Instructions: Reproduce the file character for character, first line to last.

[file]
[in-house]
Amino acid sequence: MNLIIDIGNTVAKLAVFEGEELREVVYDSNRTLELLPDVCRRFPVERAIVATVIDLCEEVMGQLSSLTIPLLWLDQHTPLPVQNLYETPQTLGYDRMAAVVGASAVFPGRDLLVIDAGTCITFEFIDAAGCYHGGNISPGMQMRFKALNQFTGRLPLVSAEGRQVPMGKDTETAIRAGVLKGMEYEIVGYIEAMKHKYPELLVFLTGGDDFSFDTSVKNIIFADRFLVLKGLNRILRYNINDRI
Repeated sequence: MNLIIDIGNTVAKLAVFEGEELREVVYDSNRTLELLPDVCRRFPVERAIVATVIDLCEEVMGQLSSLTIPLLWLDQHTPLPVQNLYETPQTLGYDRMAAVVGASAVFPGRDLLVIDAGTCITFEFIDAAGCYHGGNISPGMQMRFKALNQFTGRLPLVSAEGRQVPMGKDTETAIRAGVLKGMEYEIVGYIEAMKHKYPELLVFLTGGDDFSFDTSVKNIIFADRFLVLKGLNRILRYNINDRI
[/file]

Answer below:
[in-house]
Amino acid sequence: MNLIIDIGNTVAKLAVFEGEELREVVYDSNRTLELLPDVCRRFPVERAIVATVIDLCEEVMGQLSSLTIPLLWLDQHTPLPVQNLYETPQTLGYDRMAAVVGASAVFPGRDLLVIDAGTCITFEFIDAAGCYHGGNISPGMQMRFKALNQFTGRLPLVSAEGRQVPMGKDTETAIRAGVLKGMEYEIVGYIEAMKHKYPELLVFLTGGDDFSFDTSVKNIIFADRFLVLKGLNRILRYNINDRI
Repeated sequence: MNLIIDIGNTVAKLAVFEGEELREVVYDSNRTLELLPDVCRRFPVERAIVATVIDLCEEVMGQLSSLTIPLLWLDQHTPLPVQNLYETPQTLGYDRMAAVVGASAVFPGRDLLVIDAGTCITFEFIDAAGCYHGGNISPGMQMRFKALNQFTGRLPLVSAEGRQVPMGKDTETAIRAGVLKGMEYEIVGYIEAMKHKYPELLVFLTGGDDFSFDTSVKNIIFADRFLVLKGLNRILRYNINDRI